Doctor of Philosophy (PhD)
Biochemistry & Molecular Biology
Dr. Gloria E.O. Borgstahl
Human cells are routinely exposed to DNA-damaging conditions, from both external sources like ionizing radiation and internal sources like normal oxidative metabolism. Damage in the form of double strand breaks (DSBs) is especially problematic. DSBs occurring outside of replication forks can be repaired through two forms of homologous recombination. The first of these is genetic conversion involving either RPA, BRCA1, PALB2, BRCA2, and RAD51, or RPA, RAD52, RAD51, and other unknown factors. The second is single strand annealing involving RPA and RAD52. Familial breast cancers, among numerous others, are characterized by homozygous pathological mutations in the BRCA2 pathway and must therefore rely on the RAD52 pathway for remediation of DSBs. Inhibiting the interaction between RPA and RAD52 should therefore selectively terminate such cancer cells without harming healthy cells. Structural information regarding RAD52 and the phosphorylation state of RPA during active DNA repair must be elucidated to achieve this. Initial structural data for RAD52 was acquired using small angle X-ray scattering (SAXS). Using the available RAD52(1- 212) crystal structure we were able to estimate the orientation of the RAD52(1-303) SAXS structure. The application ITASSER allowed for the modeling of one of the RAD52(213-303) sections which is outside of the RAD52(1-212) crystal structure, and which includes the RPA binding domain. Utilizing available information about known DSB-induced phosphorylation sites of RPA, paired with data from Phosida and PhosphositePlus, eleven candidate sites were selected for structural and DNA binding studies. Phosphorylation was mimicked by mutation of candidate sites to glutamic acid, and 6 of the combinations tested retained heterotrimer stability. Phosphomimetic mutations to the RPA70 subunit decreased DNA binding affinity. Identification of these stable phosphomimetics with confirmed DNA binding activity provides tools for experiments delving into the activities of RPA functioning in BIRDSB repair, these tools will also be used for structural experiments involving the binding of RPA to DSB repair proteins, including the SAXS compatible RAD52(1-303).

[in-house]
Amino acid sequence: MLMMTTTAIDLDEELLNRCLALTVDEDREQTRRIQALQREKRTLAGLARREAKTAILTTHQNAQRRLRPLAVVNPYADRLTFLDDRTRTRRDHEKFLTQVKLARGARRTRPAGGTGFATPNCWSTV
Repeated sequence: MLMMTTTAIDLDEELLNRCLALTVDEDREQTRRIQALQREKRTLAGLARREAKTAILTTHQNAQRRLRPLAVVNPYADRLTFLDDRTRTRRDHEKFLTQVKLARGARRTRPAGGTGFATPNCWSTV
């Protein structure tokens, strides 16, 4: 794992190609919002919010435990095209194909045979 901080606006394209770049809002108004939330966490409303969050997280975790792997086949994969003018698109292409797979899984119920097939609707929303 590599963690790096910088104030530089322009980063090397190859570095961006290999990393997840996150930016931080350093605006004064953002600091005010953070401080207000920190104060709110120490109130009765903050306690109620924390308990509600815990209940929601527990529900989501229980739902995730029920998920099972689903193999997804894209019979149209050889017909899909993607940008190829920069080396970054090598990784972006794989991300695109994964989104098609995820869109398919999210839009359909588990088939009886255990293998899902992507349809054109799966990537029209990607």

Struble, Lucas, "Towards the Identification of the Molecular Mechanism Responsible for RPA:RAD52 Complex Formation" (2018). Theses & Dissertations. 277.